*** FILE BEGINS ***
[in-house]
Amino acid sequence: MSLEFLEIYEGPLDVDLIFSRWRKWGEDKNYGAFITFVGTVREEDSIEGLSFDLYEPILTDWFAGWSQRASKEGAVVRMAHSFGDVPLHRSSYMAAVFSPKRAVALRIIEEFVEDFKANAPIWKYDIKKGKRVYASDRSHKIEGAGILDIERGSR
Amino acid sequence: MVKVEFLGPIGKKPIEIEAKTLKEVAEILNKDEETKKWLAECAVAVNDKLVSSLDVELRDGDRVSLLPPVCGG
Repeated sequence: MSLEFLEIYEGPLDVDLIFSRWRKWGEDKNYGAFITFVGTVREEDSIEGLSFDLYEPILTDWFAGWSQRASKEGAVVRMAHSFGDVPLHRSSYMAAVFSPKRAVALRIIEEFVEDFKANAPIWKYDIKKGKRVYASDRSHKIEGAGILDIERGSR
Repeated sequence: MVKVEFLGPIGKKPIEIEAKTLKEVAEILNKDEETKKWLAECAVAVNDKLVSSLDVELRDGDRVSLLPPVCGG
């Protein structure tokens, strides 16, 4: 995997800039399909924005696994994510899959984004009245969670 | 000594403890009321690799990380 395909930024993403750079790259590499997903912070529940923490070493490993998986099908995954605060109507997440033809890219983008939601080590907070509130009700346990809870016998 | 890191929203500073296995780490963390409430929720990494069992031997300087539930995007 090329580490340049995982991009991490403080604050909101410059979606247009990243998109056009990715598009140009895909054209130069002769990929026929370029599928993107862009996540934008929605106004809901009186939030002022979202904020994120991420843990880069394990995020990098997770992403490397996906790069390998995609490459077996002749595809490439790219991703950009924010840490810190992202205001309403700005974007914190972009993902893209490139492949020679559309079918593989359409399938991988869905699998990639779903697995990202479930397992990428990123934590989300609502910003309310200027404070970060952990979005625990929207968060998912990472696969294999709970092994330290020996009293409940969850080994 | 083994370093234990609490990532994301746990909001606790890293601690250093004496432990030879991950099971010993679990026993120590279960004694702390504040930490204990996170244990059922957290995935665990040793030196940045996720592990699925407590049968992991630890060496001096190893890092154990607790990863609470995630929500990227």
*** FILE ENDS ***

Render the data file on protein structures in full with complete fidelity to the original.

[in-house]
Amino acid sequence: MSLEFLEIYEGPLDVDLIFSRWRKWGEDKNYGAFITFVGTVREEDSIEGLSFDLYEPILTDWFAGWSQRASKEGAVVRMAHSFGDVPLHRSSYMAAVFSPKRAVALRIIEEFVEDFKANAPIWKYDIKKGKRVYASDRSHKIEGAGILDIERGSR
Amino acid sequence: MVKVEFLGPIGKKPIEIEAKTLKEVAEILNKDEETKKWLAECAVAVNDKLVSSLDVELRDGDRVSLLPPVCGG
Repeated sequence: MSLEFLEIYEGPLDVDLIFSRWRKWGEDKNYGAFITFVGTVREEDSIEGLSFDLYEPILTDWFAGWSQRASKEGAVVRMAHSFGDVPLHRSSYMAAVFSPKRAVALRIIEEFVEDFKANAPIWKYDIKKGKRVYASDRSHKIEGAGILDIERGSR
Repeated sequence: MVKVEFLGPIGKKPIEIEAKTLKEVAEILNKDEETKKWLAECAVAVNDKLVSSLDVELRDGDRVSLLPPVCGG
């Protein structure tokens, strides 16, 4: 995997800039399909924005696994994510899959984004009245969670 | 000594403890009321690799990380 395909930024993403750079790259590499997903912070529940923490070493490993998986099908995954605060109507997440033809890219983008939601080590907070509130009700346990809870016998 | 890191929203500073296995780490963390409430929720990494069992031997300087539930995007 090329580490340049995982991009991490403080604050909101410059979606247009990243998109056009990715598009140009895909054209130069002769990929026929370029599928993107862009996540934008929605106004809901009186939030002022979202904020994120991420843990880069394990995020990098997770992403490397996906790069390998995609490459077996002749595809490439790219991703950009924010840490810190992202205001309403700005974007914190972009993902893209490139492949020679559309079918593989359409399938991988869905699998990639779903697995990202479930397992990428990123934590989300609502910003309310200027404070970060952990979005625990929207968060998912990472696969294999709970092994330290020996009293409940969850080994 | 083994370093234990609490990532994301746990909001606790890293601690250093004496432990030879991950099971010993679990026993120590279960004694702390504040930490204990996170244990059922957290995935665990040793030196940045996720592990699925407590049968992991630890060496001096190893890092154990607790990863609470995630929500990227």